Plastic morphological changes in response to environmental cues can allow organisms to adapt to their local environment. Barnacle feeding legs (cirri) exhibit substantial plasticity in size and shape along wave exposure gradients on rocky shores, but only up to a certain limit in maximum water velocities. Above the limit, the morphology of the cirri becomes invariant. Behavioral observations of barnacles feeding at a wave-exposed shore indicate that the fast response time for feeding motions allows barnacles to avoid potentially damaging flows associated with breaking waves, while still allowing feeding between wave impacts. The ability of barnacles to avoid individual waves indicates that the apparent limit in morphological plasticity may not be a result of physiological limits in cirral form, but rather a result of the barnacles reacting to some measure of the environment besides extreme flow speeds.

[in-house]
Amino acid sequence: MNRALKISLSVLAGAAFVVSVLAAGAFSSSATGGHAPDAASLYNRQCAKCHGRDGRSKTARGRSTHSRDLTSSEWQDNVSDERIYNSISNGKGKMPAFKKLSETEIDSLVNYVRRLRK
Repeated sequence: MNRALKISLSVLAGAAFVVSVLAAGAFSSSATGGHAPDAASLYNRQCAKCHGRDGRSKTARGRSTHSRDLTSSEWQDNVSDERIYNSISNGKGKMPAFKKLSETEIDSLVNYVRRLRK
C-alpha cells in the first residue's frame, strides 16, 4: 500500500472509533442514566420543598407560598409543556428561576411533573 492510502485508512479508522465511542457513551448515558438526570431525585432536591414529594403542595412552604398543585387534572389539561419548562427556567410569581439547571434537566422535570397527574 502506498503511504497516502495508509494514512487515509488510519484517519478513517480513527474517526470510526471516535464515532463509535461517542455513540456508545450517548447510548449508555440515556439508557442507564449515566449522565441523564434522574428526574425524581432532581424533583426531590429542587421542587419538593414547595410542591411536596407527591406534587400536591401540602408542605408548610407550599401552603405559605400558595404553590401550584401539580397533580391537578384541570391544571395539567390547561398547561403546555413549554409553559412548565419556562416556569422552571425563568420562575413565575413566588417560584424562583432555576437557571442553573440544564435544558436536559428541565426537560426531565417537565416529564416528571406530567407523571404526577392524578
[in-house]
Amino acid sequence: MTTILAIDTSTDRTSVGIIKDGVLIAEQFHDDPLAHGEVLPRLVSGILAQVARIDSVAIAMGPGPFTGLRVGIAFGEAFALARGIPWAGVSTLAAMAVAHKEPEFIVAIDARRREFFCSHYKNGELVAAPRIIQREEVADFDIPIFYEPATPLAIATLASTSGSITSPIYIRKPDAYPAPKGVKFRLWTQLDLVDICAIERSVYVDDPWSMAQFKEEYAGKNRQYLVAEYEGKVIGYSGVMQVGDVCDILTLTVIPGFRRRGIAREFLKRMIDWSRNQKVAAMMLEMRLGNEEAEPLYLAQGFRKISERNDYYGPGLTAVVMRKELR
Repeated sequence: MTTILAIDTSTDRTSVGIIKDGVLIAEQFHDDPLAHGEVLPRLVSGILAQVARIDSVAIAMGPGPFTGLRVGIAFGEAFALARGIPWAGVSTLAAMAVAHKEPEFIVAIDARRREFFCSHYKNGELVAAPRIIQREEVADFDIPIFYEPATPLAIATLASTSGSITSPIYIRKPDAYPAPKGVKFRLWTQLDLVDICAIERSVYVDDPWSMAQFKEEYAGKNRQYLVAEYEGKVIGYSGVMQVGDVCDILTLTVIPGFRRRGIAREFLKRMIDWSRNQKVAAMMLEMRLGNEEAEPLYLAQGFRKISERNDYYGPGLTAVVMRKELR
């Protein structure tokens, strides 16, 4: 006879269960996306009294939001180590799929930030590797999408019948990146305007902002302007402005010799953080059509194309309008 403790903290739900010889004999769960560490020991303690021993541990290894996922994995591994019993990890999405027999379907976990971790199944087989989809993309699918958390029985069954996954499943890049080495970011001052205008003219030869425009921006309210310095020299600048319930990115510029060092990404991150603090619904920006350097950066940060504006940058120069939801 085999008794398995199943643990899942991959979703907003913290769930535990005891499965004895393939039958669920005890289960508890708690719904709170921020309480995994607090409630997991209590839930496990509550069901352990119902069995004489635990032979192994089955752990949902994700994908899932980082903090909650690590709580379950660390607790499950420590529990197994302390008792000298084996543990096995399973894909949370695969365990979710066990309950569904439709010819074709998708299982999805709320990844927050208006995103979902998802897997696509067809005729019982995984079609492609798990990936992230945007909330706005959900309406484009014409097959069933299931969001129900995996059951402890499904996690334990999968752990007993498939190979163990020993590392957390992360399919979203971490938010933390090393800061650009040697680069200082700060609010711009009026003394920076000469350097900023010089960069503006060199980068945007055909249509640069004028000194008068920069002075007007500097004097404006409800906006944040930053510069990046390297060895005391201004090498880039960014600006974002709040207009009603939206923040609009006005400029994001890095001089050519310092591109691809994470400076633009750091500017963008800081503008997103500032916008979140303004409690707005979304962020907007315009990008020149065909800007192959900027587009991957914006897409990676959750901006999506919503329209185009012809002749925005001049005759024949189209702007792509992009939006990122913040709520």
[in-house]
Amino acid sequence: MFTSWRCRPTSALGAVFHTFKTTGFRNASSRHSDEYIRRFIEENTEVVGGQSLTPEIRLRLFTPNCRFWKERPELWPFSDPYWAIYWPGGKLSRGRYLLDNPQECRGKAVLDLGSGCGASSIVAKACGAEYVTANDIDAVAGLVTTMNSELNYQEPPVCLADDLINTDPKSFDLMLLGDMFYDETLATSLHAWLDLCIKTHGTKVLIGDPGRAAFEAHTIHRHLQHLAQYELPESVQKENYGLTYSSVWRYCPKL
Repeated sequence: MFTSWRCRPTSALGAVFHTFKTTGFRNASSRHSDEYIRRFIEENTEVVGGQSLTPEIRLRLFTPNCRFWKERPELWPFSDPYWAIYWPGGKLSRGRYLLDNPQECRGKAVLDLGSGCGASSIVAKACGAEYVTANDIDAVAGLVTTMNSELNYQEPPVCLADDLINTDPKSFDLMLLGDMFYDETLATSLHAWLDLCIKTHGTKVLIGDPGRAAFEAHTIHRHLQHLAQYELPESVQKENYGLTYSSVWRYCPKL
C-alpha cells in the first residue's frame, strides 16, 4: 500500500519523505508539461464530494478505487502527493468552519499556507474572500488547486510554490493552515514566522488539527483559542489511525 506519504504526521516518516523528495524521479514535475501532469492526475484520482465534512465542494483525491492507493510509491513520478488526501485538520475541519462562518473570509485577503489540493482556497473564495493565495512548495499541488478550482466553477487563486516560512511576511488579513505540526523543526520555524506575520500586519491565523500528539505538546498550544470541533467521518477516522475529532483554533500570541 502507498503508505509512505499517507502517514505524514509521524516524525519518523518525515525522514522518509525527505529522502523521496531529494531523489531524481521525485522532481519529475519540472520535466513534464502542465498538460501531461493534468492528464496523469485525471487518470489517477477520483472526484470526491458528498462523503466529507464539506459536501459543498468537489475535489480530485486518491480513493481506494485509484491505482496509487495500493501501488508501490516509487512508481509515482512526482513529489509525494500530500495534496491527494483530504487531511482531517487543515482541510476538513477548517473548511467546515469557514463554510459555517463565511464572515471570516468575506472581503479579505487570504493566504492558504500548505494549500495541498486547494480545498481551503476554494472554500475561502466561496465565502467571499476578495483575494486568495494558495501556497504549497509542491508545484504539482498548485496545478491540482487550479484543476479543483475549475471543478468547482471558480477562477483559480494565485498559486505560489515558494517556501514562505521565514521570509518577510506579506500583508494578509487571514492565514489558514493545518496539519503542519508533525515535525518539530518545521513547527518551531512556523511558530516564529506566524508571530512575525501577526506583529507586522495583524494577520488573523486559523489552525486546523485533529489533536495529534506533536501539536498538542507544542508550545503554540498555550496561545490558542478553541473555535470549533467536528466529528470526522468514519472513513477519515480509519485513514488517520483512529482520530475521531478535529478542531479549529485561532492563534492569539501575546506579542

Luke P. Miller. "Feeding in extreme flows: behavior compensates for mechanical constraints in barnacle cirri" Marine Ecology Progress Series (2007): 227-234.